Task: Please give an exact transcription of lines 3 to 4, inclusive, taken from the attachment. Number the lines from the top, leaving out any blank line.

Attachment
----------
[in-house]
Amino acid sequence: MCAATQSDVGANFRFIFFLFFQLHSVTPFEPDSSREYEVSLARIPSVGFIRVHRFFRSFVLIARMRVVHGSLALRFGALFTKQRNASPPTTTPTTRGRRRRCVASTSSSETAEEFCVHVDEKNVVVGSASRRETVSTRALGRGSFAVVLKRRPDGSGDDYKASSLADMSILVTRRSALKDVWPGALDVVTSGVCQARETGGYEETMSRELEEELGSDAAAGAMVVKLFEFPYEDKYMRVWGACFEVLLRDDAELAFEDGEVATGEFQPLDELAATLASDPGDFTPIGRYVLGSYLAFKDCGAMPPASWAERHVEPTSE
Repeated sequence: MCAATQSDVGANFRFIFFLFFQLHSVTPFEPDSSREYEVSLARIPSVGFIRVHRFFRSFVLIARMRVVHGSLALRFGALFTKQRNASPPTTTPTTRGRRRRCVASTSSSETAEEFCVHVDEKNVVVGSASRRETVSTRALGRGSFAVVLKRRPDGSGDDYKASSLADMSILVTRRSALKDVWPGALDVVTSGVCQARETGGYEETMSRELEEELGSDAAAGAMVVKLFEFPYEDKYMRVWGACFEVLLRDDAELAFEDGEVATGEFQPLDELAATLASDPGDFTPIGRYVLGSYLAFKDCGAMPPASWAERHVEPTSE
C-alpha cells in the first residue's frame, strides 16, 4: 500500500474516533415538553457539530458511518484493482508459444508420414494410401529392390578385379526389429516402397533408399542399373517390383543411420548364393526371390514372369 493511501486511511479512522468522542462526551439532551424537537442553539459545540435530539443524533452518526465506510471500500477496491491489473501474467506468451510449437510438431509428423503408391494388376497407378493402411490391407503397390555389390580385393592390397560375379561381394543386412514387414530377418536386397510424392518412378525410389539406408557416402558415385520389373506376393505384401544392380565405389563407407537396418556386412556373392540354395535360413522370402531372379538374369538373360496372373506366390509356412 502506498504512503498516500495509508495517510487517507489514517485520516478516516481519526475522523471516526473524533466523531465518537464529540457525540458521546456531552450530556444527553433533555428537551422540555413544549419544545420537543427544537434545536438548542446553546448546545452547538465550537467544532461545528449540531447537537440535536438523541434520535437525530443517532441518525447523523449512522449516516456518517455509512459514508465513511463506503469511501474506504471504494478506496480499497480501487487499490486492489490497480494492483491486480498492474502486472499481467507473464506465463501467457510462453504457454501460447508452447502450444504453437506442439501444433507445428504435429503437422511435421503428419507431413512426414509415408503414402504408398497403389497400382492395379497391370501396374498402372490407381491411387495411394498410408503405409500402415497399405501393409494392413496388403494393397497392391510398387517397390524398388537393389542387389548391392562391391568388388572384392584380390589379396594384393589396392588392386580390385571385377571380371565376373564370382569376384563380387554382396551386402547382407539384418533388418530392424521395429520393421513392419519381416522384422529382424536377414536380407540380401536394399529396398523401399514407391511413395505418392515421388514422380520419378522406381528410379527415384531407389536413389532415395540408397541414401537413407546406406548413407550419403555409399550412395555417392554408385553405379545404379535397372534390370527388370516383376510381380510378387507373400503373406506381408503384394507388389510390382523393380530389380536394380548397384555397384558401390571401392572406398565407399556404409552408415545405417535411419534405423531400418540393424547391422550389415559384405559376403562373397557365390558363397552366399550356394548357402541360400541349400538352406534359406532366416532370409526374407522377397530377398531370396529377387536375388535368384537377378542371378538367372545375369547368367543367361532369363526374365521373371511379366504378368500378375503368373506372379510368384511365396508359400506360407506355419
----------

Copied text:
Repeated sequence: MCAATQSDVGANFRFIFFLFFQLHSVTPFEPDSSREYEVSLARIPSVGFIRVHRFFRSFVLIARMRVVHGSLALRFGALFTKQRNASPPTTTPTTRGRRRRCVASTSSSETAEEFCVHVDEKNVVVGSASRRETVSTRALGRGSFAVVLKRRPDGSGDDYKASSLADMSILVTRRSALKDVWPGALDVVTSGVCQARETGGYEETMSRELEEELGSDAAAGAMVVKLFEFPYEDKYMRVWGACFEVLLRDDAELAFEDGEVATGEFQPLDELAATLASDPGDFTPIGRYVLGSYLAFKDCGAMPPASWAERHVEPTSE
C-alpha cells in the first residue's frame, strides 16, 4: 500500500474516533415538553457539530458511518484493482508459444508420414494410401529392390578385379526389429516402397533408399542399373517390383543411420548364393526371390514372369 493511501486511511479512522468522542462526551439532551424537537442553539459545540435530539443524533452518526465506510471500500477496491491489473501474467506468451510449437510438431509428423503408391494388376497407378493402411490391407503397390555389390580385393592390397560375379561381394543386412514387414530377418536386397510424392518412378525410389539406408557416402558415385520389373506376393505384401544392380565405389563407407537396418556386412556373392540354395535360413522370402531372379538374369538373360496372373506366390509356412 502506498504512503498516500495509508495517510487517507489514517485520516478516516481519526475522523471516526473524533466523531465518537464529540457525540458521546456531552450530556444527553433533555428537551422540555413544549419544545420537543427544537434545536438548542446553546448546545452547538465550537467544532461545528449540531447537537440535536438523541434520535437525530443517532441518525447523523449512522449516516456518517455509512459514508465513511463506503469511501474506504471504494478506496480499497480501487487499490486492489490497480494492483491486480498492474502486472499481467507473464506465463501467457510462453504457454501460447508452447502450444504453437506442439501444433507445428504435429503437422511435421503428419507431413512426414509415408503414402504408398497403389497400382492395379497391370501396374498402372490407381491411387495411394498410408503405409500402415497399405501393409494392413496388403494393397497392391510398387517397390524398388537393389542387389548391392562391391568388388572384392584380390589379396594384393589396392588392386580390385571385377571380371565376373564370382569376384563380387554382396551386402547382407539384418533388418530392424521395429520393421513392419519381416522384422529382424536377414536380407540380401536394399529396398523401399514407391511413395505418392515421388514422380520419378522406381528410379527415384531407389536413389532415395540408397541414401537413407546406406548413407550419403555409399550412395555417392554408385553405379545404379535397372534390370527388370516383376510381380510378387507373400503373406506381408503384394507388389510390382523393380530389380536394380548397384555397384558401390571401392572406398565407399556404409552408415545405417535411419534405423531400418540393424547391422550389415559384405559376403562373397557365390558363397552366399550356394548357402541360400541349400538352406534359406532366416532370409526374407522377397530377398531370396529377387536375388535368384537377378542371378538367372545375369547368367543367361532369363526374365521373371511379366504378368500378375503368373506372379510368384511365396508359400506360407506355419